Scammers will try to quickly gain your trust through text messages and phone calls, pressuring you to act drastically without thinking. If a message or call makes you feel pressured, stop, break the contact and consider the language used. Although cons can vary, scams often do feature one or more of the following signs: 

  • Authority – Is the message claiming to be from someone official, like your bank, doctor, or government department? Criminals often use these trusted organisations or job roles to trick people into supplying personal information. If you’re not expecting contact from the source in question, or do not recognise the number, don’t engage in contact.
  • Urgency – Is there a time limit element to the message (such as ‘within 24 hours’ or ‘immediately’)? Urgent wording is often used in scam messaging to increase the victim’s anxiety, forcing them to make rash decisions.
  • Scarcity – Is the message offering something in short supply, such as concert tickets or a cure for a medical condition? Fear of missing out on a great deal or opportunity can cause us to respond with haste. Remember to ask yourself if the opportunity presented seems too good to be true. If so, it could be a scam.
  • Current events – Scammers often exploit current events and specific times of the year to fake legitimacy and relevance. Keep your eye out for messages that pray on these elements, and if you’re in doubt, contact the organisation they claim to be directly.

How to check if a text message is genuine?

If you have any doubts about the legitimacy of a message, contact the organization directly. Don’t use the numbers, emails address or postal address mentioned in the suspicious message - as they’re likely to be held by the scammer. Instead, source the correct details from the company’s official website.

Remember, your bank or any other official source with never ask you to supply personal information via text, email, phone or letter. If you suspect some is not who they claim, hang up and contact the organisation directly. If you have paper statements or a credit card from the organisation, official contact details can usually be found on them.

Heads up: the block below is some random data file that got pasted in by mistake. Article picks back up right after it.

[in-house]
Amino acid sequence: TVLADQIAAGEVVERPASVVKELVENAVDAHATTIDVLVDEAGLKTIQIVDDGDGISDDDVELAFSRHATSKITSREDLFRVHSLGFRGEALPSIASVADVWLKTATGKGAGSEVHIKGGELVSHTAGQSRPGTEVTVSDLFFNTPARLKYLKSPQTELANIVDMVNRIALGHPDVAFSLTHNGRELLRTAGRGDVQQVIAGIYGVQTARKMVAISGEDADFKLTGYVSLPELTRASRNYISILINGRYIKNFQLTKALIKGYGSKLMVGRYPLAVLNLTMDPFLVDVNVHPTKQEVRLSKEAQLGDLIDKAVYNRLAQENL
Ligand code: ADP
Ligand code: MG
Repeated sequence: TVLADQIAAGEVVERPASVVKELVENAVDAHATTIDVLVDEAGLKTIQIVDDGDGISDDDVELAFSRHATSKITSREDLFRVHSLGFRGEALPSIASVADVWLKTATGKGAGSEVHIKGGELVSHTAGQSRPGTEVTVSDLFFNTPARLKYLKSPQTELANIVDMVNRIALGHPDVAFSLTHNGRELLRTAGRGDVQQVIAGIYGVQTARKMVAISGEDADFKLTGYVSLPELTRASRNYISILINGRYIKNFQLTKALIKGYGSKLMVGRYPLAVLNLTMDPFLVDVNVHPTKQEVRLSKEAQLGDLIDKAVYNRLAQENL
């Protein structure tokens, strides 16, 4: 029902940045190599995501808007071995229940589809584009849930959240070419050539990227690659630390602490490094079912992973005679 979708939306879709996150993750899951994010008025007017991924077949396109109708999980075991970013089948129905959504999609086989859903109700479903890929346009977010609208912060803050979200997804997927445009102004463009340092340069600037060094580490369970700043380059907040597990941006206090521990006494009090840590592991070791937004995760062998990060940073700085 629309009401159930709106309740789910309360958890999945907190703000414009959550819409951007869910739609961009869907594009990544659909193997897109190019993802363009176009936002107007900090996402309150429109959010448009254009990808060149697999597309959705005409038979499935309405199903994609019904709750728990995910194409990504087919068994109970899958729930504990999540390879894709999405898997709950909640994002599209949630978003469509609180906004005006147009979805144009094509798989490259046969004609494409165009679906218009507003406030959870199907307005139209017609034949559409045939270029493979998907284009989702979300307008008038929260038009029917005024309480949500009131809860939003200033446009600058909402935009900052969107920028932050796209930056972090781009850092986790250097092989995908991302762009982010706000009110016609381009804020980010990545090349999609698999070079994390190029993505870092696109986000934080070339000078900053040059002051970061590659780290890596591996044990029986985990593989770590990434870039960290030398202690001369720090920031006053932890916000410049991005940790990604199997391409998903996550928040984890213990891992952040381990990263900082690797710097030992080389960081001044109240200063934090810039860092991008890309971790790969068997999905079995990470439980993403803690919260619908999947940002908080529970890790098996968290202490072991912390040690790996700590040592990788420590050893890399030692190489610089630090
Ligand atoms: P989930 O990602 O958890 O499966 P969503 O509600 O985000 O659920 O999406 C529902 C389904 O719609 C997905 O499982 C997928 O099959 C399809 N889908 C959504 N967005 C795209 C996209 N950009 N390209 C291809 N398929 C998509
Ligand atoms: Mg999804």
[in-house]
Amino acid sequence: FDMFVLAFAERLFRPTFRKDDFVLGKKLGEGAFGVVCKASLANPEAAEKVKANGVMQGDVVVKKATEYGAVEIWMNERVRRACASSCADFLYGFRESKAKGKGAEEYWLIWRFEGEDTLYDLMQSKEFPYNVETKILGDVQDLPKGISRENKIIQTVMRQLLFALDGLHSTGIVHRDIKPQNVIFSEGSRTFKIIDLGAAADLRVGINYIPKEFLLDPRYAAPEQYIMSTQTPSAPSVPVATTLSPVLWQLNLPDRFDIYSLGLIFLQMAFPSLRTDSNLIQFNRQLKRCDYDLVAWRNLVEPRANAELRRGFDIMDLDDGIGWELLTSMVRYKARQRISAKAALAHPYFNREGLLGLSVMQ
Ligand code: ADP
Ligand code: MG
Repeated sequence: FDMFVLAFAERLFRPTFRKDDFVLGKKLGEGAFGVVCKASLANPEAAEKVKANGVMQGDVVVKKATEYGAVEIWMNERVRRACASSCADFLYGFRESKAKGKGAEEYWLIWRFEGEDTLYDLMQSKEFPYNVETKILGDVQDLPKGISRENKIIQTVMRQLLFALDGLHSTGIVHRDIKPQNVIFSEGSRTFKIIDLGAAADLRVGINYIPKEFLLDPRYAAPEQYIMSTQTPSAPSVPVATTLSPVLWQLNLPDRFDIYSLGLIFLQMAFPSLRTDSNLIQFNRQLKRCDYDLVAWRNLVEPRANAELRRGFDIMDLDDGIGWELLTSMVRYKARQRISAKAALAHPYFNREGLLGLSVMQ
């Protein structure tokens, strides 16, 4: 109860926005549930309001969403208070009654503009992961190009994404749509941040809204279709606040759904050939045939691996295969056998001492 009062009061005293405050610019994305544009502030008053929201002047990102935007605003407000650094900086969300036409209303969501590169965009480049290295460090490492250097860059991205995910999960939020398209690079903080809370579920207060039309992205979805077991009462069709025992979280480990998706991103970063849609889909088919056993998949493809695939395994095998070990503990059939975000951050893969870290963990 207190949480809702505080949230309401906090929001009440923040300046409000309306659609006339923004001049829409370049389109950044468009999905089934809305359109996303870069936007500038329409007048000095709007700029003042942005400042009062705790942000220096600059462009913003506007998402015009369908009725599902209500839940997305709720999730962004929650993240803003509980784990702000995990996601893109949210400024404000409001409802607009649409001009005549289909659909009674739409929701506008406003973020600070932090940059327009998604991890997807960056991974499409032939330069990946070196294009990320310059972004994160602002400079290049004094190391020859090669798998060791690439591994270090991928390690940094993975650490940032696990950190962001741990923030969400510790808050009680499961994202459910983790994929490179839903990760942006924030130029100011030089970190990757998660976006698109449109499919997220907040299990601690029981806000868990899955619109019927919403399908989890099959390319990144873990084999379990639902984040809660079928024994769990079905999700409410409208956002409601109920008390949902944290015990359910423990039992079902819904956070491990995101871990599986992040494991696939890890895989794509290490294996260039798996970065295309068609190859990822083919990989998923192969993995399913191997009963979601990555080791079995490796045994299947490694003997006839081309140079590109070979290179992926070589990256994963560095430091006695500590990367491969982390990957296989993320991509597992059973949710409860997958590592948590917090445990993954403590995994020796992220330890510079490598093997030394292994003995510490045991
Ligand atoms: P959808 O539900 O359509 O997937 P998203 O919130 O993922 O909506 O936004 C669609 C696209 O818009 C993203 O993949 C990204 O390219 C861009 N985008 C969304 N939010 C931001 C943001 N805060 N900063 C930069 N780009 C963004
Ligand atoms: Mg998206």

Phone call scams

What are phone call scams?

Much like text message scams, phone call phishing typically involves criminals posing as an official organisation or respected member of society, such as your bank or healthcare provider, in the hope of extracting personal information over the phone.

Signs of a phone call scam

Spotting a phishing phone call can sometimes be tricky, as it’s hard to confirm the identity of the person who contacted you. However, there are a few things you should look out for if you suspect something isn’t right:

  • Asking for passwords – Whether it's over the phone, by letter or by email, a reputable company will never ask you for your password or bank PIN. If they need you to reset your password, they’ll send you a link to a secure page on their official website, which will allow you to do so safely. You should never give your password or PIN number to any individual person.
  • Using threatening language – It's not uncommon for scammers to use threats within their calls to spur victims into action. Claiming your bank account will be permanently closed without action is a common example of this method, so be wary if you spot language that encourages you to take urgent action. 
  • Deflecting language – If you ask for proof of where they are calling from or ask to speak to a supervisor, they tend to change the subject or make you feel at fault for asking for more information.

If you suspect something isn’t right with the call you’ve received, simply hang up. If you’ve received a phone call from a legitimate source, they shouldn’t take issue if you hang up and call them back using their official contact number. If they provide you with a different number to call, check that it belongs to the trusted source before calling it.

Entering the number into a search engine (eg Google) should show you who owns the number. If it’s not the company’s number, call the brand on their official number to check when they last wanted to contact you by phone. 

If you’re concerned, take the name of the person you’re speaking to, hang up and call the official company directly. If you can, call them from a different phone. If you’re unable to use another phone, ideally wait at least 10 minutes before making the call to the trusted organisation.

Please remember if you are in any doubt, you should consult a qualified expert for their help.